(The Conference Board: New York) -- The Conference Board Employment Trends Index (ETI) edged up in July, after declining in June. The index now stands at 108.11, up from the revised figure of 107.68. The July figure is 5.9-percent higher than a year ago.
“The Employment Trends Index increased slightly in July, but is still below the May level, and is only slightly above the February level, suggesting that slow employment growth is likely to continue in the next few months,” says Gad Levanon, director of Macroeconomic Research at The Conference Board. “There is no reason to expect employers to rapidly expand their workforce in the current economic environment, and the July pace of job growth (163,000) is unlikely to be sustained.”
July’s increase in the ETI was driven by positive contributions from five of the eight components. The improving indicators, beginning with the largest positive contributor, were:
• Initial claims for unemployment insurance
• Industrial production, number of temporary employees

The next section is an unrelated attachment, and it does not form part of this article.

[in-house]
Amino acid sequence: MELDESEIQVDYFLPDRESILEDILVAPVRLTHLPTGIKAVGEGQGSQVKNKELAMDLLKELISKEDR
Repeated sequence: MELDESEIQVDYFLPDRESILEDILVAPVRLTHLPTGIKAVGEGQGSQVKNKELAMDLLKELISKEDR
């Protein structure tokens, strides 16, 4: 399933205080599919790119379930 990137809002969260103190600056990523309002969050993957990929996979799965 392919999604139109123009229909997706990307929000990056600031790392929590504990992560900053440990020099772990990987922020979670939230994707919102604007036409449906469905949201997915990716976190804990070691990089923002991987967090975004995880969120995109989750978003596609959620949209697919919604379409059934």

• Real manufacturing and trade sales
• Percentage of respondents who say they find jobs “hard to get”
The Employment Trends Index aggregates eight labor-market indicators, each of which has proven accurate in its own area. Aggregating individual indicators into a composite index filters out “noise” to show underlying trends more clearly.
The eight labor-market indicators aggregated into the Employment Trends Index include:
• Percentage of respondents who say they find jobs “hard to get” (The Conference Board Consumer Confidence Survey)
• Initial claims for unemployment insurance (U.S. Department of Labor)
• Percentage of firms with positions unfilled right now (National Federation of Independent Business Research Foundation)
• Number of employees hired by the temporary-help industry (U.S. Bureau of Labor Statistics)
• Ratio of involuntarily part-time to all part-time workers (BLS)
• Job openings (BLS)
• Industrial production (Federal Reserve Board)
• Real manufacturing and trade sales (U.S. Bureau of Economic Analysis)
The Conference Board publishes the Employment Trends Index monthly on the Monday that follows each Friday release of the Bureau of Labor Statistics’ Employment Situation report.
The technical notes to this series are included here.